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dc.contributor.authorMcCandless, Tigheeng
dc.date.issued2014eng
dc.description.abstractMuch of the subject matter regarding religion in early Africa seems alien to someone living in the modern Western world. Everything has its own explanation and cause in nature. We still fear things like the flu, earthquakes, or illnesses, but we know now that they have natural rather than supernatural causes. People acting strangely are the result of malicious spirits, our ancestors live somewhere beyond our own shores and the gods must frequently be placated to keep them happy. It was a fundamentally different worldview than what the West believes today.eng
dc.identifier.citationArtifacts ; issue 11 (2014)eng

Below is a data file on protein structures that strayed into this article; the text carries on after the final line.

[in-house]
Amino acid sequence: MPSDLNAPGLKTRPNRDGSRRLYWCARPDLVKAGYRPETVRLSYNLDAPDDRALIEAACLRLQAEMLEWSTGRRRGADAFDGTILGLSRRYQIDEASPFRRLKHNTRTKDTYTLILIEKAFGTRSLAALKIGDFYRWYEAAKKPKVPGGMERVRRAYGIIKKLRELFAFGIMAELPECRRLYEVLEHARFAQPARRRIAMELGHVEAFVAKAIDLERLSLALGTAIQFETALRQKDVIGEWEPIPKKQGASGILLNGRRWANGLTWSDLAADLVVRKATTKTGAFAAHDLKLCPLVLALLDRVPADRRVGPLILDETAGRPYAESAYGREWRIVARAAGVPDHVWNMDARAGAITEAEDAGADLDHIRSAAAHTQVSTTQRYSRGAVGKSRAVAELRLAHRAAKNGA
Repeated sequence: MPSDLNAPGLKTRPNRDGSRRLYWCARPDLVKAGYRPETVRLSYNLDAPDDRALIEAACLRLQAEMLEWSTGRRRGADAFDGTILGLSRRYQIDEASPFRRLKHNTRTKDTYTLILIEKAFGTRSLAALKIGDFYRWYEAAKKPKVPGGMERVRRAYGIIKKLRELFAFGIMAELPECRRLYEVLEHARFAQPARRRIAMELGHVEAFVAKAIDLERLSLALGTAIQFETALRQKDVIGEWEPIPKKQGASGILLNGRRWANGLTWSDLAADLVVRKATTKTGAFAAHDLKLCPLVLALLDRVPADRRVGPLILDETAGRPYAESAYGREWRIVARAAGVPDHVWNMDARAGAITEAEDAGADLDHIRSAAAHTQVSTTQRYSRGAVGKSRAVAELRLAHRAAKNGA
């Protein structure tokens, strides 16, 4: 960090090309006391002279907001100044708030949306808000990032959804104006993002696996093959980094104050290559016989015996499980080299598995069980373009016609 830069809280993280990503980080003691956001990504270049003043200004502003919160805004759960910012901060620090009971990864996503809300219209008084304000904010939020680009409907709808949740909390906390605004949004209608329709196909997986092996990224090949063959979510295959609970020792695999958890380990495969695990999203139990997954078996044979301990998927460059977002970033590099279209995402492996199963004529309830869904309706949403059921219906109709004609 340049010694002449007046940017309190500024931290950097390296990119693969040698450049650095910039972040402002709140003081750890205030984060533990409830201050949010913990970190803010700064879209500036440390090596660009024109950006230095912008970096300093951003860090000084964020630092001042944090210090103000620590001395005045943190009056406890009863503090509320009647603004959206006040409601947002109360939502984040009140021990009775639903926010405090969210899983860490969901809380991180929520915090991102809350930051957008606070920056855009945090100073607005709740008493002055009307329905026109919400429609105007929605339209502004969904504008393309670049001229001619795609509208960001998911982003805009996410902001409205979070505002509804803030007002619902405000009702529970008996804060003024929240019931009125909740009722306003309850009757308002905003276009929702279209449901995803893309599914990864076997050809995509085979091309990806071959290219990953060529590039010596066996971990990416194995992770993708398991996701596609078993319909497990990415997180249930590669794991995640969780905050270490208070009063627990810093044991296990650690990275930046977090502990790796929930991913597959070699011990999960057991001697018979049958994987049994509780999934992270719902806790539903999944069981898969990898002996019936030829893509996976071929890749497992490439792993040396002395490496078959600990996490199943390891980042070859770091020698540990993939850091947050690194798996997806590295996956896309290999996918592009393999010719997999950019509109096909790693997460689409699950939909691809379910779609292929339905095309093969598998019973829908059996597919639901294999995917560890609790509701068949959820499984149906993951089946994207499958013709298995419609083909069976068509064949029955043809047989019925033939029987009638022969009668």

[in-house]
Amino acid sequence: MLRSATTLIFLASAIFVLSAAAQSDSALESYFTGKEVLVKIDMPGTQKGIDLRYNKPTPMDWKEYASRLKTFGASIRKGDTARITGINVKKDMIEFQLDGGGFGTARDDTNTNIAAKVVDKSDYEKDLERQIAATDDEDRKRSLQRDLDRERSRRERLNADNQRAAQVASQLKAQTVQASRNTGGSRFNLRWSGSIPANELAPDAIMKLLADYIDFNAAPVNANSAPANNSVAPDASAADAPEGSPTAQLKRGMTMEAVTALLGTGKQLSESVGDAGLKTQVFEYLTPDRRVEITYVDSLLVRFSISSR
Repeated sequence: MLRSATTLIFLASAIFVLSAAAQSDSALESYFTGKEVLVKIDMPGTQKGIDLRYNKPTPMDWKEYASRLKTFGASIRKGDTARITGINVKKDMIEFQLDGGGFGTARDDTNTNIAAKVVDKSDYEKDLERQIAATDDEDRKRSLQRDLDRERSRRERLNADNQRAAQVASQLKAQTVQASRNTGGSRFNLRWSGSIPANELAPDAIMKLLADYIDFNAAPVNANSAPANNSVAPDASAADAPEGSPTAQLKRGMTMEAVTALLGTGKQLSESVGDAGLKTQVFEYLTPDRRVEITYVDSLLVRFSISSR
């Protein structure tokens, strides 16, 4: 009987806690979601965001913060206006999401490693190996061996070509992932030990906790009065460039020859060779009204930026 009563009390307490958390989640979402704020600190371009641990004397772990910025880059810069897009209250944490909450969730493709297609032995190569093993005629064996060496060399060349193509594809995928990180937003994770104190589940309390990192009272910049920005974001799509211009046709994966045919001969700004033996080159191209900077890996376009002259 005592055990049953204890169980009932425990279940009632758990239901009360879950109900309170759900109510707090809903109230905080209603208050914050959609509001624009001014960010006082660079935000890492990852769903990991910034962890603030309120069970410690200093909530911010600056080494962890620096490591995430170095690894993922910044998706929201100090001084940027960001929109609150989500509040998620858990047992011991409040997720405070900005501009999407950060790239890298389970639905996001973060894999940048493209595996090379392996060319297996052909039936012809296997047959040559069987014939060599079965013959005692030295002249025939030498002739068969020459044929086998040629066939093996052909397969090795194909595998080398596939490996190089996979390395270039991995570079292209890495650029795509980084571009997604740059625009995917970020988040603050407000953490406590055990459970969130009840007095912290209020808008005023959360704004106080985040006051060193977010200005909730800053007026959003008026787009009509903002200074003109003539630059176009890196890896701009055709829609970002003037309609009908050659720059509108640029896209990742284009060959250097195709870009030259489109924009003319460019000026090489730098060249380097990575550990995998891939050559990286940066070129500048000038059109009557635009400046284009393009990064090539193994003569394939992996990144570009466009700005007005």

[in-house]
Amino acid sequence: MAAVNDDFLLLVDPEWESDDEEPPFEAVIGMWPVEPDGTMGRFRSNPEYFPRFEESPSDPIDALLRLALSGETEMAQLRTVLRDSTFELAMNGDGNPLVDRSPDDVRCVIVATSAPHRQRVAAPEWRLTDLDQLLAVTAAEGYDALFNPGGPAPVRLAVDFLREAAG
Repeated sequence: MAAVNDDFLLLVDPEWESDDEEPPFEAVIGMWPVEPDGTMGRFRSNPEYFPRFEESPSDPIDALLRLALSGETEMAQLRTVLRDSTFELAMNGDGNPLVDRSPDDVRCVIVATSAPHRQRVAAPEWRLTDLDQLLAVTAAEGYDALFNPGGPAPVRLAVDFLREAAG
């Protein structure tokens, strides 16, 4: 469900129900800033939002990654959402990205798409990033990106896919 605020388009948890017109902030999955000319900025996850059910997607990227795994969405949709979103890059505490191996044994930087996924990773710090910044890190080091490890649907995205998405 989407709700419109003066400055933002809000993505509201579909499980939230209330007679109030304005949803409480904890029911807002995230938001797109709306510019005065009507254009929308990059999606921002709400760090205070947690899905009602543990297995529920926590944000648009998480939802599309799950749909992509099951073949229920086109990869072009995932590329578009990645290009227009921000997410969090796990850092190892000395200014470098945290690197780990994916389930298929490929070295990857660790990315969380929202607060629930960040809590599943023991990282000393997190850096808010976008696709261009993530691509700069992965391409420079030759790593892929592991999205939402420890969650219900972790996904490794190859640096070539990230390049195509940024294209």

dc.identifier.urihttps://hdl.handle.net/10355/45173eng
dc.languageEnglisheng
dc.publisherUniversity of Missouri, The Campus Writing Programeng
dc.relation.ispartofseriesArtifacts ; issue 11 (2014)eng
dc.rightsOpenAccess.eng
dc.rights.licenseThis work is licensed under a Creative Commons Attribution-NonCommercial-NoDerivs 3.0 License.eng
dc.subjectreligion, supernatural causes, malicious spirits, worldview, monotheismeng
dc.titlePolytheism in early Africaeng
dc.typeArticleeng


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